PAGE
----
"Upon the 8th of August, A.D. 1699, Sachima Wicker, sachem of Kightawonck and his associated sold to Stephanus van Cortlandt, all their rights as owners and proprietors in the "land lying and being within Cortlandt's manor, beginning on the south side of Kightawonck creek, and so along the said creek to a place called Kewighecock, and from thence along a creek called Peppeneghek to the head thereof, and then due east to the limits of Connecticut, and from thence northerly along the limits of Connecticut aforesaid to the river Mutighticoos ten miles, and from thence due west to the Hudson river, &c., &c.

    "A portion of the Salem lands, if not the whole, may have originally belonged to the great sachem Catonah, whose territory extended from the Sound as far north as Danbury in Connecticut' his possessions on the west appear to have been bounded by the western line of Bedford."

    North Salem this sixth day of April, 1790
    "A town meeting was held at the town house in North Salem, and that John Quick, Esq., was chosen moderator, (after which) the freeholders and inhabitants of said town proceeded on to choosing town officers, and doing all other business which concerned said town. . .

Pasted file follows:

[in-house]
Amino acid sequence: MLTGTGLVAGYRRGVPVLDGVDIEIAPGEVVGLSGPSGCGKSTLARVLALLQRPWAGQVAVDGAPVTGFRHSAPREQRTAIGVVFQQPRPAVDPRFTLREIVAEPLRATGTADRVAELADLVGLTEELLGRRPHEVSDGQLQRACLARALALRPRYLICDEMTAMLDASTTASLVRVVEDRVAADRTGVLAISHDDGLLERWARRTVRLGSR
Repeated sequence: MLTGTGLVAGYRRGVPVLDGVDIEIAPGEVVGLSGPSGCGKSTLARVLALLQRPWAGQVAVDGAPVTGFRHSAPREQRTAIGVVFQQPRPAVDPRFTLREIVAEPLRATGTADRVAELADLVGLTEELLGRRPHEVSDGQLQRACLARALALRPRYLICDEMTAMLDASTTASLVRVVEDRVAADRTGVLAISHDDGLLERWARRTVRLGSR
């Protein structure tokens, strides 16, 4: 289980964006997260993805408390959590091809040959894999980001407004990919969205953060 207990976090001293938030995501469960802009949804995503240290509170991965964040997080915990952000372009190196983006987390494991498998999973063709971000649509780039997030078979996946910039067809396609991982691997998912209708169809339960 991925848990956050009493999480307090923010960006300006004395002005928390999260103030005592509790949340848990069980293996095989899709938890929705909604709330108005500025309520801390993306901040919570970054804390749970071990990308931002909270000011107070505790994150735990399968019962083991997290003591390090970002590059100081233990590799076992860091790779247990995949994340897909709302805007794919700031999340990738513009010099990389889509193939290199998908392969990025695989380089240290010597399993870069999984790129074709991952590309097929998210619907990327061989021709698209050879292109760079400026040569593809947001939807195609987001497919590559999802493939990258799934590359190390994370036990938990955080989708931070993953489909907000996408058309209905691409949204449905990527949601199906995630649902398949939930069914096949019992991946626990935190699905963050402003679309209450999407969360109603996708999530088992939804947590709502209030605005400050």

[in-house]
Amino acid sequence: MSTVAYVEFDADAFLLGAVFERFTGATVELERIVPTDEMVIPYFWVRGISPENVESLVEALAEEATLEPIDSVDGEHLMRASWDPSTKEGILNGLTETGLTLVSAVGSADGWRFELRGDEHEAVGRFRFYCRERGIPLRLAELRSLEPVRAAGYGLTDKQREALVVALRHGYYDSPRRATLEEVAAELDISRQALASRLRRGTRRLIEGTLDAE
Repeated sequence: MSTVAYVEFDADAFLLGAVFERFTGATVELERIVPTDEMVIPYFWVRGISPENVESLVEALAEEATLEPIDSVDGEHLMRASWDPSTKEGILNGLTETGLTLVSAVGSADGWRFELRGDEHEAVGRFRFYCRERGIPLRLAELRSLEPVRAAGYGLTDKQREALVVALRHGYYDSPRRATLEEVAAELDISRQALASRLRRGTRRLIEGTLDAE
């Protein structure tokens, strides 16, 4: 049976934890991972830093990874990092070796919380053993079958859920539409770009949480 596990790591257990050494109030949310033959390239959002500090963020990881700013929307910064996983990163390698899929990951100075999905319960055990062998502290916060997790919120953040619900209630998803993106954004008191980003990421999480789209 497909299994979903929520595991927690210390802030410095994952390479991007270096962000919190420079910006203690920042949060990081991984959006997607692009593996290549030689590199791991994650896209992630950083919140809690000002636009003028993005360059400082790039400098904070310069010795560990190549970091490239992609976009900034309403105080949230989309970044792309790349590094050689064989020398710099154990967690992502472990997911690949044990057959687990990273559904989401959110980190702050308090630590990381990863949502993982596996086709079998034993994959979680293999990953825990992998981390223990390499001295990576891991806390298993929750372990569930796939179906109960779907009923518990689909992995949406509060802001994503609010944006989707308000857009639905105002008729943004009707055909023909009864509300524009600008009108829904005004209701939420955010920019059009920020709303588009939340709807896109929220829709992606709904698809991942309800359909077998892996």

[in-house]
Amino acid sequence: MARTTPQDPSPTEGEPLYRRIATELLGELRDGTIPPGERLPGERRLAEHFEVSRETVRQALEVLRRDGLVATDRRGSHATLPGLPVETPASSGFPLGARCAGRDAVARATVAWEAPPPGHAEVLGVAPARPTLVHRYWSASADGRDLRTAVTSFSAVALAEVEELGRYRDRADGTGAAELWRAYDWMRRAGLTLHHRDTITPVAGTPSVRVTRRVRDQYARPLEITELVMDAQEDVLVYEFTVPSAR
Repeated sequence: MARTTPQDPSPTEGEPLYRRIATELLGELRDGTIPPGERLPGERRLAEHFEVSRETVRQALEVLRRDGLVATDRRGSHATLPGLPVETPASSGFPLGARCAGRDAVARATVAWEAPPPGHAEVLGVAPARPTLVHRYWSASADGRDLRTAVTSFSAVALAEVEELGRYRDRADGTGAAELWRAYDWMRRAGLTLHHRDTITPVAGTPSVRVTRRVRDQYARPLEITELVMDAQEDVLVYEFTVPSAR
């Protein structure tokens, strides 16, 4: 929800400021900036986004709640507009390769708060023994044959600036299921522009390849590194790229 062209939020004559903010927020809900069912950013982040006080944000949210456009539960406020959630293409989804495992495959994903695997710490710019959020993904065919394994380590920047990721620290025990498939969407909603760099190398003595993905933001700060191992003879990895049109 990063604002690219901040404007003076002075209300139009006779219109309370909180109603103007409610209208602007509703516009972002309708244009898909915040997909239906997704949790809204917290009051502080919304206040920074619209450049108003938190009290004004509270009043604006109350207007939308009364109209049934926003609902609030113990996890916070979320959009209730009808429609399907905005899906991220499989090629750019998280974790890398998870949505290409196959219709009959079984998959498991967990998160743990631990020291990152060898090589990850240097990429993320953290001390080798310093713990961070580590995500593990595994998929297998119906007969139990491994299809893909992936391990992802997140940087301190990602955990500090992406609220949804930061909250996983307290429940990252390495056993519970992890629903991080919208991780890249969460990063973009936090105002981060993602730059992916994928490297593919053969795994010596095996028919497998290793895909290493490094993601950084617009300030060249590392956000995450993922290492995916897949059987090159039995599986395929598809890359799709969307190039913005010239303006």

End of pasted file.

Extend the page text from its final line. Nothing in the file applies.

"The surface of North Salem is in part covered with lofty hills' the soil, various, but chiefly composed of 'a gravelly and clay loam, well adapted to grass and summer crops.' The course of the Mutighticoos river, through the centre of this town is marked by beautiful mountain scenery, and rich tracts of meadow land, which skirt the margin of the stream. The Mutighticoos empties in the Croton a little south of Dean's bridge. In the northeast corner of the town lies Peach pond, a large sheet of water covering over four hundred acres of ground. At no great distance from it is situated Beaver pond.

    "The village of North Salem occupies a beautiful position on the north bank of the Mutighticoos, commanding a fine view of the valley and surrounding mountains. It contains about 200 inhabitants, thirty-five dwellings, on Episcopal, one Presbyterian, and one Methodist and one Universalist church, two taverns, three stores, one paper mill, one grist mill, and one clothiers' works. A little east of the village stands the North Salem Academy.